Helping you Grow Healthier and more Nutritious Crops

Nutrient Dense Crop Farming

Turbo Grow (earth food products) – Volcanic Rock Dust

With the life work of founder of Turbo-Grow, Mr Octave D’Hotman de Villiers and his passion to show the world the benefits of Volcanic Rock Dust (since 1930’s) , Turbo Grow Volcanic rock dust was launched by his Granddaughter  in 2000  – supplying South Africa with the finest Volcanic Rock Dust.  We are proud to be able to offer all Farmers and Growers (Big and Small) this wonderful “Soil Reminerilization” product in bulk

We would love to share our wonderful Volcanic Rock Dust and share all relevant local and international information to every farmer and grower in Africa –  with these amazing rock Minerals and Trace Elements

If you are passionate about your growing and want to create the healthiest soils for optimum plants health and nutrition and genetically enhance your crops year after year, we welcome you to the wonderful world of Rock Minerals – Volcanic Rock Dust

Building Soil Health with Volcanic Basalt

Organic and sustainable farmers have long relied on rock dust, including volcanic basalt, as an all-natural way to improve roots systems, increase yields, and promote general plant health in a wide variety of crops and conditions. Yet it has taken the rapid depletion of our global soils to bring rock dust to the attention of modern agricultural science. The good news is that there is undeniable evidence that rock minerals can help restore soil health, minimize crop deficiencies, and boost resistance to pests and disease.

Decades of Research

Research into the use of volcanic basalt as a soil amendment dates back to the 1930s, when scientists in Europe used finely-ground basalt to treat and improve the productivity of degraded forestlands. One of the most comprehensive studies on the benefits of crushed basalt came from D’Hotman de Villiers, who conducted a series of long-term field trials on highly degraded soil on the island of Mauritius. He found that adding volcanic basalt led to increased sugarcane yields. The tests started as early as 1937 and resumed later in the 1940s and ’50s at the Sugar Cane Research Station of Mauritius. Scientists commenting on de Villiers’ work note several reasons behind basalt’s effectiveness as a soil amendment, including improved silicon nutrition, enhanced trace element supply, alteration of soil’s physical properties, and modification of mycorrhizal populations. Further studies have shown that basalt’s ability to increase soil function and productivity is a major mechanism influencing positive crop response, as measured by cation exchange capacity (CEC).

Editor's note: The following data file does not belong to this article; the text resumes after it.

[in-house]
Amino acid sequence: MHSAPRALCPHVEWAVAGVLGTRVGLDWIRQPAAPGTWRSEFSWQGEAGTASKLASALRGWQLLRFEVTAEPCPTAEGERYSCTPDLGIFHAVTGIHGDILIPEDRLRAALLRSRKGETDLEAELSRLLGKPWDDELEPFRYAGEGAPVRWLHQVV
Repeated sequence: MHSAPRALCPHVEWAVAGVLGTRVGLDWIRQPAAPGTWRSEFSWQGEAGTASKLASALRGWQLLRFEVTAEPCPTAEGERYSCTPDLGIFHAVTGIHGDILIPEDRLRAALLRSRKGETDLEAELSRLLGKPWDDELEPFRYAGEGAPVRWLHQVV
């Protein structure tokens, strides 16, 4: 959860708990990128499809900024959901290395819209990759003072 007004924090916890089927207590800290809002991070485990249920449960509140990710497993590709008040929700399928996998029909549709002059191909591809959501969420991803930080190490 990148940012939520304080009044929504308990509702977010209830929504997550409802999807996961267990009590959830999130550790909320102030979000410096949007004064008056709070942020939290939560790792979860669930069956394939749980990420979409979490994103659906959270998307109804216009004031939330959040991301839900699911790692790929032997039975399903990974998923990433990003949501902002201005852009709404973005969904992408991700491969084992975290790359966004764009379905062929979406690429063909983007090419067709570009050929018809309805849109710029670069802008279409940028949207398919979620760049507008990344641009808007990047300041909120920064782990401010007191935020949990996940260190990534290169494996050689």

In addition, the concept of paramagnetism as developed by Dr. Philip S. Callahan points to the beneficial aspects that volcanic rock minerals add to soils and plants. Callahan’s research led to the conclusion that the healthiest agricultural soils are paramagnetic; this paramagnetism facilitates the flow of electromagnetic forces from the atmosphere to organic plant materials. In soils where this paramagnetic force has been eroded away, adding ground volcanic basalt can reestablish the balance necessary for increased biological activity and the resulting plant growth.

Boosting Resistance

The latest research focuses on rock dust’s ability to enhance the innate resistance of plants to a multitude of physical and biological stressors. Silicon (Si), which occurs naturally in volcanic basalt and is a key component of cell walls, strengthens stems and helps plants stand tall to capture more light and maximize photosynthesis. Silicon has also been identified as playing a particularly significant role in helping plants stay healthy and boosting their resistance to pests and disease.  Plants that don’t have access to adequate silicon in the soil are stressed out, weak, and unable to resist injuries caused by insects and pests.

Jian Feng Ma of the Faculty of Agriculture at Kagawa University in Japan cites extensive evidence to support the conclusion that silicon is “likely the only element able to enhance the resistance to multiple biotic and abiotic sources of stress.” Ma’s research shows that the beneficial effects of silicon are dependent on a plant’s ability to accumulate silicon in its stems, leaves, and buds. The more silicon in a plant’s shoots, the better its ability to resist the stresses that cause pests and diseases that lead to decreased crop health and vitality.

Sounds relatively straightforward, right? After all, silicon is the second-most abundant element in the Earth’s crust after oxygen. And yet crops around the world show signs of silicon deficiency. The problem — and the potential solution — lies with the form of silicon that can be absorbed by plants. Only a small fraction of silicon in our agricultural soils is soluble and readily available for plant growth.